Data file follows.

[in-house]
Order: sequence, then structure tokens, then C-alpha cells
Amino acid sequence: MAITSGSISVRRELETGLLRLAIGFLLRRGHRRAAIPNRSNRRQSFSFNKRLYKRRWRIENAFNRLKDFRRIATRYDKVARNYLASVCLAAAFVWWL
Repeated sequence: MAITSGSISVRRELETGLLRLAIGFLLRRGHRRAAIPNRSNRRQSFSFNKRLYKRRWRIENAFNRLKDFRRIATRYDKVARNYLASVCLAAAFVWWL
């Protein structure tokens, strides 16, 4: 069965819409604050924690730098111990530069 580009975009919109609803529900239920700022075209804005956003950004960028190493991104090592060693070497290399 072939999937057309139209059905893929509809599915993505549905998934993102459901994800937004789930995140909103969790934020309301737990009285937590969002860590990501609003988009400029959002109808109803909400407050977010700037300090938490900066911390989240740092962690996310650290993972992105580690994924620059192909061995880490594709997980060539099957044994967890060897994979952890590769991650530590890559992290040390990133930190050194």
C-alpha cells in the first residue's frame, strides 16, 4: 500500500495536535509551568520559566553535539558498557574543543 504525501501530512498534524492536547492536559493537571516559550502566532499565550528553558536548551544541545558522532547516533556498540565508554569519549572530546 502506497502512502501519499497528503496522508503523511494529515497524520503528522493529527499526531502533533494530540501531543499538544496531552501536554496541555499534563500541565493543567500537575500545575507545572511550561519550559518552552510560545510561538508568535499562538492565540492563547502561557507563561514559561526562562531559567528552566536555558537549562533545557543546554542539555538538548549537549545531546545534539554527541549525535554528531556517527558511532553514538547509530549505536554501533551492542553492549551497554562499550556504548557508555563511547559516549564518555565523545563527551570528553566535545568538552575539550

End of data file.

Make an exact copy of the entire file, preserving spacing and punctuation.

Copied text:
[in-house]
Order: sequence, then structure tokens, then C-alpha cells
Amino acid sequence: MAITSGSISVRRELETGLLRLAIGFLLRRGHRRAAIPNRSNRRQSFSFNKRLYKRRWRIENAFNRLKDFRRIATRYDKVARNYLASVCLAAAFVWWL
Repeated sequence: MAITSGSISVRRELETGLLRLAIGFLLRRGHRRAAIPNRSNRRQSFSFNKRLYKRRWRIENAFNRLKDFRRIATRYDKVARNYLASVCLAAAFVWWL
């Protein structure tokens, strides 16, 4: 069965819409604050924690730098111990530069 580009975009919109609803529900239920700022075209804005956003950004960028190493991104090592060693070497290399 072939999937057309139209059905893929509809599915993505549905998934993102459901994800937004789930995140909103969790934020309301737990009285937590969002860590990501609003988009400029959002109808109803909400407050977010700037300090938490900066911390989240740092962690996310650290993972992105580690994924620059192909061995880490594709997980060539099957044994967890060897994979952890590769991650530590890559992290040390990133930190050194």
C-alpha cells in the first residue's frame, strides 16, 4: 500500500495536535509551568520559566553535539558498557574543543 504525501501530512498534524492536547492536559493537571516559550502566532499565550528553558536548551544541545558522532547516533556498540565508554569519549572530546 502506497502512502501519499497528503496522508503523511494529515497524520503528522493529527499526531502533533494530540501531543499538544496531552501536554496541555499534563500541565493543567500537575500545575507545572511550561519550559518552552510560545510561538508568535499562538492565540492563547502561557507563561514559561526562562531559567528552566536555558537549562533545557543546554542539555538538548549537549545531546545534539554527541549525535554528531556517527558511532553514538547509530549505536554501533551492542553492549551497554562499550556504548557508555563511547559516549564518555565523545563527551570528553566535545568538552575539550